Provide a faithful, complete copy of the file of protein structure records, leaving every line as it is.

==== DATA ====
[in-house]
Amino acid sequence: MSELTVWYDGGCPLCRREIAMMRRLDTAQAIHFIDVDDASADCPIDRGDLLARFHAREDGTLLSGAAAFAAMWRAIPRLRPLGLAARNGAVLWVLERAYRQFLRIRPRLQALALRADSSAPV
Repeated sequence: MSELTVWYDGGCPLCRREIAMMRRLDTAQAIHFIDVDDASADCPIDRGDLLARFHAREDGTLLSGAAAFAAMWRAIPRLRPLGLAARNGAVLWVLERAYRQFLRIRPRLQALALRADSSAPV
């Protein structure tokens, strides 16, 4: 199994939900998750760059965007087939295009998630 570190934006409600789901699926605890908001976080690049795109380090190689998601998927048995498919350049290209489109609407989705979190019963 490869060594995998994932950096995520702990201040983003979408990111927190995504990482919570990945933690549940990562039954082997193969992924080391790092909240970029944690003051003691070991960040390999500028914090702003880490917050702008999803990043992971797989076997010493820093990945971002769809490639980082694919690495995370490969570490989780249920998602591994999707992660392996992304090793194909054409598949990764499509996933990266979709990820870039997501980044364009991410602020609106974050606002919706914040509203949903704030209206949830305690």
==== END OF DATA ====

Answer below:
[in-house]
Amino acid sequence: MSELTVWYDGGCPLCRREIAMMRRLDTAQAIHFIDVDDASADCPIDRGDLLARFHAREDGTLLSGAAAFAAMWRAIPRLRPLGLAARNGAVLWVLERAYRQFLRIRPRLQALALRADSSAPV
Repeated sequence: MSELTVWYDGGCPLCRREIAMMRRLDTAQAIHFIDVDDASADCPIDRGDLLARFHAREDGTLLSGAAAFAAMWRAIPRLRPLGLAARNGAVLWVLERAYRQFLRIRPRLQALALRADSSAPV
């Protein structure tokens, strides 16, 4: 199994939900998750760059965007087939295009998630 570190934006409600789901699926605890908001976080690049795109380090190689998601998927048995498919350049290209489109609407989705979190019963 490869060594995998994932950096995520702990201040983003979408990111927190995504990482919570990945933690549940990562039954082997193969992924080391790092909240970029944690003051003691070991960040390999500028914090702003880490917050702008999803990043992971797989076997010493820093990945971002769809490639980082694919690495995370490969570490989780249920998602591994999707992660392996992304090793194909054409598949990764499509996933990266979709990820870039997501980044364009991410602020609106974050606002919706914040509203949903704030209206949830305690």